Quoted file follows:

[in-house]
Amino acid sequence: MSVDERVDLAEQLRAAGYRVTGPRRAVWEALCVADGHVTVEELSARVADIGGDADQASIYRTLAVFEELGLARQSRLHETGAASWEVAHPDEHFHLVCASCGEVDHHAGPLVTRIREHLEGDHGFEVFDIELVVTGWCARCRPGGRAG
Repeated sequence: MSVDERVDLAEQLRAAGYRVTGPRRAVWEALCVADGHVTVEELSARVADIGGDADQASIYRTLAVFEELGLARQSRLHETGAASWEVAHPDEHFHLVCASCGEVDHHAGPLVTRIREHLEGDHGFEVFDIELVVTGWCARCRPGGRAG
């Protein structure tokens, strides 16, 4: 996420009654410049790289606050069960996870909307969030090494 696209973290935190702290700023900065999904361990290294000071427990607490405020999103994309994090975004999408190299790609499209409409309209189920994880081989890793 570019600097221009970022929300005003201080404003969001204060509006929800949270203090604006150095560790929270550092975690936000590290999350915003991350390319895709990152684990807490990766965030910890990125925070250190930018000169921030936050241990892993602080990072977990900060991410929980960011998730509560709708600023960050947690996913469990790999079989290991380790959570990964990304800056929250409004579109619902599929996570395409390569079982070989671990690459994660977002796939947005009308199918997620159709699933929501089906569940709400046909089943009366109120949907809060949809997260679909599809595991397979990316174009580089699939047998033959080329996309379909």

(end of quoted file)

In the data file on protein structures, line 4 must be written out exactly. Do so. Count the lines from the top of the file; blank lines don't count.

């Protein structure tokens, strides 16, 4: 996420009654410049790289606050069960996870909307969030090494 696209973290935190702290700023900065999904361990290294000071427990607490405020999103994309994090975004999408190299790609499209409409309209189920994880081989890793 570019600097221009970022929300005003201080404003969001204060509006929800949270203090604006150095560790929270550092975690936000590290999350915003991350390319895709990152684990807490990766965030910890990125925070250190930018000169921030936050241990892993602080990072977990900060991410929980960011998730509560709708600023960050947690996913469990790999079989290991380790959570990964990304800056929250409004579109619902599929996570395409390569079982070989671990690459994660977002796939947005009308199918997620159709699933929501089906569940709400046909089943009366109120949907809060949809997260679909599809595991397979990316174009580089699939047998033959080329996309379909």